Expulsion from the Garden of Eden
Thomas Cole
Title: The Cyclops
Date Created: circa between 1898 and 1900
Dimensions: 65.8 × 52.7 cm (25.9 × 20.7 in)
Type: Paintings
Medium: oil on cardboard mounted on panel
Location: Kröller-Müller Museum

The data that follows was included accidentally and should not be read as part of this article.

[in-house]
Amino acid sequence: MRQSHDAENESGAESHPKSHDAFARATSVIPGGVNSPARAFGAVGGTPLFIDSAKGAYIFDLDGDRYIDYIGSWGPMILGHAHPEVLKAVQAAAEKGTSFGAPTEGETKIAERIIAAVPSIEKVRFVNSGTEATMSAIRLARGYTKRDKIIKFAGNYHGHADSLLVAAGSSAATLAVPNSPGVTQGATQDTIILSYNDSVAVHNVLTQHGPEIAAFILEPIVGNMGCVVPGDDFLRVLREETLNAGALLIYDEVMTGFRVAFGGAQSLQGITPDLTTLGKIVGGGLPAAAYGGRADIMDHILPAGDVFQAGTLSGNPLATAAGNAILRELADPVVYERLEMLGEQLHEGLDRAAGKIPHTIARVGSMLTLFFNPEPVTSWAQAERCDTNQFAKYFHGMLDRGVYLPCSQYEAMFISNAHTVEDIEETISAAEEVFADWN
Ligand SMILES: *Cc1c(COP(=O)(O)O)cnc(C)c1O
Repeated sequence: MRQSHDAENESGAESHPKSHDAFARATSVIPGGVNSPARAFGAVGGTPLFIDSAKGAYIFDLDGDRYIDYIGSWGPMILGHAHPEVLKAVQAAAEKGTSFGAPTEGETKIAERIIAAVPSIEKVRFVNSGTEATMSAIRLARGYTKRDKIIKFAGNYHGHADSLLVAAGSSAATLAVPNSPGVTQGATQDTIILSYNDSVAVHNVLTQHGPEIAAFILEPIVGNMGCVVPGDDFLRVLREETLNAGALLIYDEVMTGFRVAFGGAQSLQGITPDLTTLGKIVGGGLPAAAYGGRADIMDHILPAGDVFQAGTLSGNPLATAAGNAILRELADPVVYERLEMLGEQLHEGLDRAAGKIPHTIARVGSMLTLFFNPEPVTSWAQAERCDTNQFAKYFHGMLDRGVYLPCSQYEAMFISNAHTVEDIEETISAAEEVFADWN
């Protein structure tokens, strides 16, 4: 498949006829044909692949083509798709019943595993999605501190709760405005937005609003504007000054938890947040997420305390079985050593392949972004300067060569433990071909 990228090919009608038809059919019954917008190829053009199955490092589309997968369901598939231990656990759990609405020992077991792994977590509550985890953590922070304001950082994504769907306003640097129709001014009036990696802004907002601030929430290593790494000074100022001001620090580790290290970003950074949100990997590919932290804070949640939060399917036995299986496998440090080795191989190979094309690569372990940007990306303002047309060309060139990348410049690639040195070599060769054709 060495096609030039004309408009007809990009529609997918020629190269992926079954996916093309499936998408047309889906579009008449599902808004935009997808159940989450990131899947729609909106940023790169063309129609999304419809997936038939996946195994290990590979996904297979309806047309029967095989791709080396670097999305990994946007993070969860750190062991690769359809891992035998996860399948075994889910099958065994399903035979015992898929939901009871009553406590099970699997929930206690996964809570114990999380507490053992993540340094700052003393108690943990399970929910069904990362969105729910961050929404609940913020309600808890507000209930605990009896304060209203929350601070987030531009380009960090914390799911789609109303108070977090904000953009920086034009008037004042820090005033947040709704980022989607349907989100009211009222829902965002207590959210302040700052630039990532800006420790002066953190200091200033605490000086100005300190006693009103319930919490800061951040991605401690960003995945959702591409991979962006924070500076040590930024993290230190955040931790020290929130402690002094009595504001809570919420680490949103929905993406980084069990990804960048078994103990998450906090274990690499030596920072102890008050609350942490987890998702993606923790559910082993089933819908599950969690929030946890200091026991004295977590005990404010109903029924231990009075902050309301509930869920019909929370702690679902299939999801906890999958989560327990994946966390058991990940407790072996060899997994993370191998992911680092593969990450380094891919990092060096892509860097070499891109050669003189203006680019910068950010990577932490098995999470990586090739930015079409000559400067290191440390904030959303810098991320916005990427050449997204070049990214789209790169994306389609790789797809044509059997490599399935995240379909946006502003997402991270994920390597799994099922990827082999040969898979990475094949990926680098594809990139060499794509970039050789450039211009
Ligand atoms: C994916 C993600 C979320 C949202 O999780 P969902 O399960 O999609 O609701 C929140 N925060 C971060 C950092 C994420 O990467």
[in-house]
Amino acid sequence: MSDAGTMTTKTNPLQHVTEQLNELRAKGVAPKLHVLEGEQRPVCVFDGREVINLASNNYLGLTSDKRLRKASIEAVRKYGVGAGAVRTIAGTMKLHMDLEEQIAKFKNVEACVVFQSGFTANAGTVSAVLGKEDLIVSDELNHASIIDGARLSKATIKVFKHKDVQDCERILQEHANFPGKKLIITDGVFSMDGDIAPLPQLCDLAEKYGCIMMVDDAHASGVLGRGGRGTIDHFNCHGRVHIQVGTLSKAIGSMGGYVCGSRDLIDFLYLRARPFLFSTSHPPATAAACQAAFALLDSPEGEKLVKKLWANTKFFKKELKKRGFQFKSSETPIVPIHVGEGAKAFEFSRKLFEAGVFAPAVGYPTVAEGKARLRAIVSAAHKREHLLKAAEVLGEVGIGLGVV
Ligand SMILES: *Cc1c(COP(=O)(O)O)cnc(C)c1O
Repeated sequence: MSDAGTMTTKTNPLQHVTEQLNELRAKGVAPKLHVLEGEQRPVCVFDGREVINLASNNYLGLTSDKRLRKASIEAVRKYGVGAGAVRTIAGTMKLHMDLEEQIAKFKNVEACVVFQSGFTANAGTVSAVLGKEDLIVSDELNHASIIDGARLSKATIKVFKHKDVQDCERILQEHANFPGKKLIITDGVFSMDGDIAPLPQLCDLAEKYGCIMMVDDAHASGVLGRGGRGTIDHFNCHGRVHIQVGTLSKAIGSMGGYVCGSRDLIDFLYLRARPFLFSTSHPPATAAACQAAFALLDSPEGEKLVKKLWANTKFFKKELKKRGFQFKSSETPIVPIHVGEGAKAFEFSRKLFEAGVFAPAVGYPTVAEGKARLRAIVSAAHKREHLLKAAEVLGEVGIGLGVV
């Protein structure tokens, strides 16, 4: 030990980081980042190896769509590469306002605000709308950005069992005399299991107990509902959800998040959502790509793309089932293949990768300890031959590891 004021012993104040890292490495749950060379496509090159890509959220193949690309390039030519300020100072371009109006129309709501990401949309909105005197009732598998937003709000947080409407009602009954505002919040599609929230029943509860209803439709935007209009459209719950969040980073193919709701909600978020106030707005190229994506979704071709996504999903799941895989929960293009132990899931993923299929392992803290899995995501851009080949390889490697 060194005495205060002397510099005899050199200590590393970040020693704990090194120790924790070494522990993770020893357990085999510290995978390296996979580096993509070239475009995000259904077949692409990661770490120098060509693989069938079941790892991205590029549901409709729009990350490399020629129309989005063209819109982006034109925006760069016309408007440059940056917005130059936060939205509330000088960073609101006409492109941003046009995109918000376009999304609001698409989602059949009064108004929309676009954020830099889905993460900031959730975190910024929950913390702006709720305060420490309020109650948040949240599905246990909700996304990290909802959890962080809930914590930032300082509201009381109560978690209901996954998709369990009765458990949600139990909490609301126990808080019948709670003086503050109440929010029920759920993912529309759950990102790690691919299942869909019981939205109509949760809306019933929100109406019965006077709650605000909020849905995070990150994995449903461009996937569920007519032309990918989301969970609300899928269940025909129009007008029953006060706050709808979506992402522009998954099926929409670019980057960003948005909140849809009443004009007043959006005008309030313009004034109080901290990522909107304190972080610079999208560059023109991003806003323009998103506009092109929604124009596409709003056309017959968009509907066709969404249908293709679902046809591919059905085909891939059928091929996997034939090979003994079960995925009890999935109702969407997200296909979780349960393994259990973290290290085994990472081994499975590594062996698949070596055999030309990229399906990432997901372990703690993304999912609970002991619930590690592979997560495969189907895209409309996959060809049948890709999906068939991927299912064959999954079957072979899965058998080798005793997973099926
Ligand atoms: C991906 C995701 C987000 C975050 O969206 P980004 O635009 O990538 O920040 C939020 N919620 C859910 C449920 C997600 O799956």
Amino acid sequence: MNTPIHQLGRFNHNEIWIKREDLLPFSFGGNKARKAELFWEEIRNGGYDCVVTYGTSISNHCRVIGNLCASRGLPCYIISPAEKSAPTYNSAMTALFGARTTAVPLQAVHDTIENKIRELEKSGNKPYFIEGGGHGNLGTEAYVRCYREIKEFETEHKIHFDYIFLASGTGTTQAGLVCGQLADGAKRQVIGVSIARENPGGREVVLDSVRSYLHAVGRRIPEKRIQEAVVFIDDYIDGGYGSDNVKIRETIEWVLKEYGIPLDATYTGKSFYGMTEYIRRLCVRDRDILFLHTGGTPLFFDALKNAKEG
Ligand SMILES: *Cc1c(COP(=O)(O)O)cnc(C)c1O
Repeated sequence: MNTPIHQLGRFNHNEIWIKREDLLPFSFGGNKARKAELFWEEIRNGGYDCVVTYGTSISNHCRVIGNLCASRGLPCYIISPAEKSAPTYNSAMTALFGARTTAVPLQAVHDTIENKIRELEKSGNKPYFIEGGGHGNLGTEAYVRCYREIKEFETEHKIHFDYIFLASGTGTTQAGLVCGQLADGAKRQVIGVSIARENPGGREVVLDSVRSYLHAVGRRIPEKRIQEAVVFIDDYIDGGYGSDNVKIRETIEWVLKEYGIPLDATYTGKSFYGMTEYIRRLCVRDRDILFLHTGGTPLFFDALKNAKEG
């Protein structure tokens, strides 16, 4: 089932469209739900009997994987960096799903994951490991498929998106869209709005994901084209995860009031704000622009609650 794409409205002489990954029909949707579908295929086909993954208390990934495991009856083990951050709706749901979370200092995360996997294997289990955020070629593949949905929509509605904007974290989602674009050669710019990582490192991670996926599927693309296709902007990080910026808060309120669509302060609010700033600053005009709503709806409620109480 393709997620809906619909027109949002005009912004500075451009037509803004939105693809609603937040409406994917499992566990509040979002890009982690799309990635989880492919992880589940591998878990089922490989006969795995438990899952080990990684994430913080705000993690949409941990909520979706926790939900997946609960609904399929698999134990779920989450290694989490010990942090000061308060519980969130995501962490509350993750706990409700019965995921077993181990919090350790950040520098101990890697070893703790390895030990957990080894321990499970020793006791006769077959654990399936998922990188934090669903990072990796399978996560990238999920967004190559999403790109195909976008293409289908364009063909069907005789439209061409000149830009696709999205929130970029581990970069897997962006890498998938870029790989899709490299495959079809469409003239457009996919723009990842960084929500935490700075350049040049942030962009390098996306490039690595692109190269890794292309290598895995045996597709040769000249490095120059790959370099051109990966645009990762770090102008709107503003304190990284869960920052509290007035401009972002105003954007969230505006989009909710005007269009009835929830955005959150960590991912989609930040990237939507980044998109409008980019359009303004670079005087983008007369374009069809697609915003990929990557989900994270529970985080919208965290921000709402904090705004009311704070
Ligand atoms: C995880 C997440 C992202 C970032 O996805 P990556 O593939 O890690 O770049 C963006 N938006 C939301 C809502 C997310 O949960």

The Cyclops is a painting by Odilon Redon depicting a myth starring an "unlucky naiad Galatea, loved by Polyphemus, the most famous Cyclops." Like most Cyclops in mythology, Polyphemus was villainized as a wild creature that hunted its victims and then consumed them. This subject had been painted before by artists such as Moreau; however Redon has taken this myth and given Polyphemus a makeover. In Redon's version, Polyphemus is shown as a non-threatening passive creature. The normally menacing beast is shown softly gazing with a large eye that has been seen in previous Redon works. Galatea, the naiad, is shown naked and vulnerably lying on a patch of vegetation. It appears Polyphemus is keeping one gentle eye watching over the "sexualized maiden." He has hidden himself from Galatea behind the rocky terrain, too shy to directly confront her "helpless" form. Redon's departure from the normal depiction of Polyphemus was influenced by his dream-like style and ambivalence toward the artistic norm.
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